Mahmood, a moderate voice for peaceful resolution of the current conflict in Bahrain, joins over 250 detainees arrested over the past two weeks. In addition, 44 more people are simply missing. Mahmood has been a voice of calm and patriotism, calling for dialogue and unity:
The demands of the Bahraini people are quite simple and universal: we need more democracy, guaranteed human rights and freedoms all leading to the opportunity to live with dignity. Do we really need any dialogue to enact these points? Of course not. The King can enact them immediately and the sooner the better. The regime has already unequivocally accepted the need for a more encompassing constitution, so what’s the harm in his majesty immediately declaring steps to initiate the formation of an elected constitutional council to discuss, agree and formulate this new constitution?
Once this critical step is taken, talks about all other matters can start and peace and calmness can truly be restored, and this time, for the long term, rather than the current intractable situation resulted in nothing but Pyrrhic victories.
Or, take a look at Mahmood’s biographical note at the Rotary Club of Adliya of which he is the president.
And then tell me what makes Mahmood such a threat that he must be arrested and detained?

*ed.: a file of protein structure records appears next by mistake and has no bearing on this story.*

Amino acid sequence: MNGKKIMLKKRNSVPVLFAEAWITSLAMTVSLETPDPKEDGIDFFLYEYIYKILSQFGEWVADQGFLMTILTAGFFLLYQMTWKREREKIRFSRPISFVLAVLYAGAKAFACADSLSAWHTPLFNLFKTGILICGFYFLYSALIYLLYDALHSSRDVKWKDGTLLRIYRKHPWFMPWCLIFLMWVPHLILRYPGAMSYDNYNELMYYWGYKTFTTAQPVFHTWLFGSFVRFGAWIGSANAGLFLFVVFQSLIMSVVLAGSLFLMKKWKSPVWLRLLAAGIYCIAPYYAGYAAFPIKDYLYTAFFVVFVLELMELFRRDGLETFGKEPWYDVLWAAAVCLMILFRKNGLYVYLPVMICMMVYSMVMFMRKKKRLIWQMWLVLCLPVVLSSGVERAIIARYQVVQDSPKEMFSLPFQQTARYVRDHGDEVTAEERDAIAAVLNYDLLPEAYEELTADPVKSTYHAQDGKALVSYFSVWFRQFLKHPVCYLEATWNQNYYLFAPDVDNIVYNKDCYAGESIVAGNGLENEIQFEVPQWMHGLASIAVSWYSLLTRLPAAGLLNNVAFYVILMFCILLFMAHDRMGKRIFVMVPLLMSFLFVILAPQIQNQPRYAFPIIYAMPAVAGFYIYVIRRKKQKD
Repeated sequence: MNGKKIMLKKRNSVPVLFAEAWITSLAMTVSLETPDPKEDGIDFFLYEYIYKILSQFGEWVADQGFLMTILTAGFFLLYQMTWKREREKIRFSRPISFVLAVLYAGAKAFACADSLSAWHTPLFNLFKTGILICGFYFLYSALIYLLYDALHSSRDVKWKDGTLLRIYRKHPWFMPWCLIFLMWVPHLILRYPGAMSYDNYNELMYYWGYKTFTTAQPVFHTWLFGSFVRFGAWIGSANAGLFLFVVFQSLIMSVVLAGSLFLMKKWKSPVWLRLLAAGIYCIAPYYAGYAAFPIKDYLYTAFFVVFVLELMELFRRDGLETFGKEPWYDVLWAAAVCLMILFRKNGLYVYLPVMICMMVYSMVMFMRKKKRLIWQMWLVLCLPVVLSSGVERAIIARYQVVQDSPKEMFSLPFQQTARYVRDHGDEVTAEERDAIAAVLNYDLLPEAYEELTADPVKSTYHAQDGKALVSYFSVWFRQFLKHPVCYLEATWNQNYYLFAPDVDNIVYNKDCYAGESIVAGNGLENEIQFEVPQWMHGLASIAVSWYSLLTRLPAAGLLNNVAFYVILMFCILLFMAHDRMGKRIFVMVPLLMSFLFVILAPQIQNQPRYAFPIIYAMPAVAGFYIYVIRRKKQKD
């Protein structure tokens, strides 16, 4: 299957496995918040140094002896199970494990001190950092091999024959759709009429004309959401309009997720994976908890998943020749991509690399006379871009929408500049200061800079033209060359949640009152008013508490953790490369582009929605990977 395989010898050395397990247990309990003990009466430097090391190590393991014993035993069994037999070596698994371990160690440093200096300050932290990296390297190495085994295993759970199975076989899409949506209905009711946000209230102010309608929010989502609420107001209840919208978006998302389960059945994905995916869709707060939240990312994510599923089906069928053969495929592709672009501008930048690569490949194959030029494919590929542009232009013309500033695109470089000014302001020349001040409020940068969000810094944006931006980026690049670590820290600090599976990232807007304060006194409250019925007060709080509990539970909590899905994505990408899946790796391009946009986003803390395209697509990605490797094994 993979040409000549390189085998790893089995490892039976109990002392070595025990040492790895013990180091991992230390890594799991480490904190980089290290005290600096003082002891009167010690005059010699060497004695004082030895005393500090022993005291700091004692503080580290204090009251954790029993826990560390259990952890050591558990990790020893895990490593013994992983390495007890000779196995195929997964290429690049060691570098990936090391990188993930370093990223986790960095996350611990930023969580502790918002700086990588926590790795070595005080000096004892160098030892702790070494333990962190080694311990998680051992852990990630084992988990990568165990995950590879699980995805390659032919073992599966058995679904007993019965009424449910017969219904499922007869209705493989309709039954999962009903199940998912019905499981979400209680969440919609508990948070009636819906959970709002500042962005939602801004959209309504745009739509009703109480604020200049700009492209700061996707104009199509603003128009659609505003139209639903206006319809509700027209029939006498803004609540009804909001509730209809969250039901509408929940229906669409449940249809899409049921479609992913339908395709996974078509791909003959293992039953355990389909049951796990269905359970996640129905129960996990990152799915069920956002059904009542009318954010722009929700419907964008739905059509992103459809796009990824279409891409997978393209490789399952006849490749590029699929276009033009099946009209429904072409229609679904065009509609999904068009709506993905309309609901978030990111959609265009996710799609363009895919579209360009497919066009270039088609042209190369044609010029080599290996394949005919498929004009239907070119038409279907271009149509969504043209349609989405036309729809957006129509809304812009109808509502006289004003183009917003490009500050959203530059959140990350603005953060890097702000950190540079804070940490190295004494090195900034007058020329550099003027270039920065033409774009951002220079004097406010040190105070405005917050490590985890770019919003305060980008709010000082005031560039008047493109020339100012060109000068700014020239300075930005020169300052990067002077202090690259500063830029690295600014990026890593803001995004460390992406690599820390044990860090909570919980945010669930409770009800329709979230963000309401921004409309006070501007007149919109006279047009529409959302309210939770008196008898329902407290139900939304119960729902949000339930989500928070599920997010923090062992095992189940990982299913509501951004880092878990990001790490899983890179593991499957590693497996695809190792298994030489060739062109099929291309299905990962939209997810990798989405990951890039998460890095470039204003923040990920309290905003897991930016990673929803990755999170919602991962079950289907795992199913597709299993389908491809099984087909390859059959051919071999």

On Tuesday, I was on a “blogger call” with Ben Rhodes, Deputy National Security Advisor for Strategic Communications. Rhodes was talking with us about President Obama’s speech Monday night justifying the war in Libya and he said “Gadaffi has ceded his legitimacy by attacks on his people so as a matter of policy we believe it would be better if Gadaffi went.”
When I asked Rhodes why Libya warranted a military intervention when the government of Bahrain has also attacked its people, his response was that when the President spoke to the king of Bahrain, he had expressed his “concern” about any violence used against protesters.
That’s it. We’re “concerned.”
As Toby Jones of Rutgers said to Al Ahram this week:
“The US has given private assurances to the Bahrainis that they want the Al-Khalifa to remain in power, making very clear that while they would not publicly support a crackdown (and have denounced its ferocity), they also would not walk away from the Al-Khalifa in the short term,” explained Jones. “But the US has also demonstrated a double standard in how it is defining ‘just’ outcomes — by cracking down on Libya’s Gaddafi but turning a blind eye to Bahrain and Saudi Arabia, the US continues to project a muddled set of values to the rest of the region and the world.”
How very muddled, indeed, when the White House supports a regime that arrests someone like Mahmood Al-Yousif.
You can follow news of Mahmood at the twitter tag #FreeMahmood.